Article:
If you’ve been charged with a crime, you may be tempted to represent yourself in court. But while you have a legal right to represent yourself, it’s never a good idea. Here are 10 reasons it isn’t a good idea to defend yourself if you face criminal charges.
1) You Only Get One Arraignment
You might think you’ll hire a lawyer after your arraignment, but it’s important to have representation at the arraignment to ensure that you get bail granted, and in a reasonable amount.
2) You Won’t Impress the Judge
The judge won’t be inclined to look favorably on your inexpert interpretation of statutory and case law.
3) There’s a Lot of Paperwork Involved in a Court Case
You’re most likely ill-equipped to stay on top of the many documents you’ll need to file, and the many deadlines involved.
4) It Will Take Even Longer Than Usual to Get Your Case Heard
As a pro se defendant, you won’t be given priority in the busy court system. This means that your case will take even longer than it otherwise would, costing you time at work and with your family.
5) You Don’t Have the Connections an Attorney Has
You’ll go into the courtroom to represent yourself having never met the judge, the other attorney, or the bailiffs in the courtroom. An attorney would already know, and be on good terms, with most of these people.
6) You Can’t Be Objective About Your Case
You’re too close to your case to look at it objectively. An attorney can take the necessary step back to look at your case objectively, and make more accurate assessments of its strengths and weaknesses. This leads to better defense strategy, and your best shot at a good result.
7) You’ve Never Interviewed Testifying Witnesses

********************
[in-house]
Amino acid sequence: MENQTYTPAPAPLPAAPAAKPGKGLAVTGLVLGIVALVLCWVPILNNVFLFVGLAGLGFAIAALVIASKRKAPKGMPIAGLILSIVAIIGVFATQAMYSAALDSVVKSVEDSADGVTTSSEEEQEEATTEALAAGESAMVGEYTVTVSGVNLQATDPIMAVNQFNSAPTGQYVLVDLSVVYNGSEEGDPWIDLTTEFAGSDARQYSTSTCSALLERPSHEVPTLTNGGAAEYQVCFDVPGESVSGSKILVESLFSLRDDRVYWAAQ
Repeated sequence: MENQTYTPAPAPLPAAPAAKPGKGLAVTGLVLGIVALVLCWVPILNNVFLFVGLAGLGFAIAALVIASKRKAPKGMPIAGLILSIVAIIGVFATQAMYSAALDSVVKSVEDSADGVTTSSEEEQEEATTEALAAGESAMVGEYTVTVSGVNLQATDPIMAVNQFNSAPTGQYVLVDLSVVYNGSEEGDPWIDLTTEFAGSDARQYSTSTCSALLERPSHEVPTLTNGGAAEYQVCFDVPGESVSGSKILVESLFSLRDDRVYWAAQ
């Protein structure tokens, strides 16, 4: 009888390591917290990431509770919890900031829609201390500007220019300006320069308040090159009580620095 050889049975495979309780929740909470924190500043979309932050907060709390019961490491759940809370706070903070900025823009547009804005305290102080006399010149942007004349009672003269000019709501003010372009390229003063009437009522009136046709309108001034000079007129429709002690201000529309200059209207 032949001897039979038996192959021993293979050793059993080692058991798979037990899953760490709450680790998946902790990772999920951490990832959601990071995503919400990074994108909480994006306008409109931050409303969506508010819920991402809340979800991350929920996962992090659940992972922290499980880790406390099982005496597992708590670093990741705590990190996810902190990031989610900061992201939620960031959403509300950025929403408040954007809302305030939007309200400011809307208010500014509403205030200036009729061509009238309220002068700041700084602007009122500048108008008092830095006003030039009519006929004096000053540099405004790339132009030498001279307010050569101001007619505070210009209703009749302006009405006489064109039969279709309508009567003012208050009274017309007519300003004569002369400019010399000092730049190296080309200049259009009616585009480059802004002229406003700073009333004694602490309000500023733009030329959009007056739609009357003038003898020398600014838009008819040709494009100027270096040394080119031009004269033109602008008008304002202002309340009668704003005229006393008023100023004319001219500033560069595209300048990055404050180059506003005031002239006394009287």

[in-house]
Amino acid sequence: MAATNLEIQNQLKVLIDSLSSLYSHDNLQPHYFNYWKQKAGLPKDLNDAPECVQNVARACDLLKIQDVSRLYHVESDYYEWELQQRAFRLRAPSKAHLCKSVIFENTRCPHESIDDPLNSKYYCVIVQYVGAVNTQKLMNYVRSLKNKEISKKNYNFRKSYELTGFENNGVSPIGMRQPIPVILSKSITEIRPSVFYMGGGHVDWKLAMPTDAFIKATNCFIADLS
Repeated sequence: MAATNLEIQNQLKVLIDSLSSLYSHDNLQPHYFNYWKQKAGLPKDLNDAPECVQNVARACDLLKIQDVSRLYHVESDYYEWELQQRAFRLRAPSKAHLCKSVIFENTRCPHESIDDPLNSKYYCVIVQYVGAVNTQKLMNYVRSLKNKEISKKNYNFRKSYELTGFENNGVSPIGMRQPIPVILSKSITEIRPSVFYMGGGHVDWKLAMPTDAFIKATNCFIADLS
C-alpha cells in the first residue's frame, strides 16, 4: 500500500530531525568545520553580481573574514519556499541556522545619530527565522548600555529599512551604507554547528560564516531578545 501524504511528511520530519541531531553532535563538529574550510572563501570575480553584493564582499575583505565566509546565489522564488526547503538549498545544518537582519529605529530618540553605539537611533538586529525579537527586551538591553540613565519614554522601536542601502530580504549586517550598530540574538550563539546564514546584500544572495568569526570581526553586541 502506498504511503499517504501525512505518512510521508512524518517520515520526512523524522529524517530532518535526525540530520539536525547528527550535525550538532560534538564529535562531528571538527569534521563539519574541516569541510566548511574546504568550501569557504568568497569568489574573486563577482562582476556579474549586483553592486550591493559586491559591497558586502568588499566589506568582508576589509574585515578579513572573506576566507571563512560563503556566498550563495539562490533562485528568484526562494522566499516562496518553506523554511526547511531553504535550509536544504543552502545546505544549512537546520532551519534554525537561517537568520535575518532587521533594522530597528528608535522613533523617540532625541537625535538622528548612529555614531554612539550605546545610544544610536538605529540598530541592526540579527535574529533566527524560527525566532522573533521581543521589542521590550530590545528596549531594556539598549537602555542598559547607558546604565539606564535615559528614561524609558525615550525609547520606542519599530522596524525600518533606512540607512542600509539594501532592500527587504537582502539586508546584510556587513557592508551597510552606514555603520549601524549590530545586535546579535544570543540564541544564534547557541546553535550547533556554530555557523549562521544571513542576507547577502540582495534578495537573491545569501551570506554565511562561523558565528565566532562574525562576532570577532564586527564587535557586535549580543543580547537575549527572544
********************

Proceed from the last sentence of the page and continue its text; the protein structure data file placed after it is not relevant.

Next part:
You have never conducted a deposition. You do not know how to effectively conduct witness interviews, from deposition all the way to direct and cross examinations at trial. You don’t know how to impeach a lying witness, or how to properly convey the inconsistencies to the jury. You may not know the best questions to ask, or what order to most effectively ask them in.
8) You Don’t Know the Rules of Evidence
The rules of evidence are very complex. Lawyers spend a good deal of time in law school learning these complicated rules, and how and when they each apply. They know which evidence is most helpful legally – which is not always the same as what a lay-person would assume is important. You have no idea when to object to something the prosecutor says or does – as this is also a skill that is honed in law school and then through years of practice. And maybe even most importantly, you don’t know when, how, or why to object to evidence that the prosecution is attempting to admit into evidence. The judge will not do any of this for you – since you chose to represent yourself. Ultimately, you may find yourself in quite the quagmire during motions or trial – with no help available.
9) You’ve Never Presented Opening and Closing Arguments
That means you won’t know how to present your case in the best possible light. You may argue “from the heart”, but those arguments may not matter much legally. A good defense attorney will know what points to emphasize that will legally win the day – all while arguing with passion and conviction for your cause.
10) There Are Some Things You Just Shouldn’t Do Yourself
You wouldn’t cut your own hair or set your own broken leg, because there are some things that require the assistance of a professional. Going to court is right at the top of the list as far as things you should never do for yourself.
Disclaimer: This Article Is Not Legal Advice.
Never rely on an article for legal advice as the law frequently changes, information may not be accurate, there may be exceptions to a rule, and reliance may be detrimental. Always consult one of our experienced attorneys for competent, current, and accurate legal advice.
Experienced Attorneys Can Help with Your Criminal Defense
If you are facing criminal charges, don’t represent yourself. Hire an experienced and qualified attorney to help you reach the best possible conclusion to your case. An experienced criminal defense attorney at Crooks, Low & Connell, S.C. may be able to help you defend yourself against the charges, get lesser penalties, or get the charges dismissed altogether.
To schedule a consultation with one of our attorneys, call our offices in Wausau, WI at (715) 842-2291 or complete our online contact form today.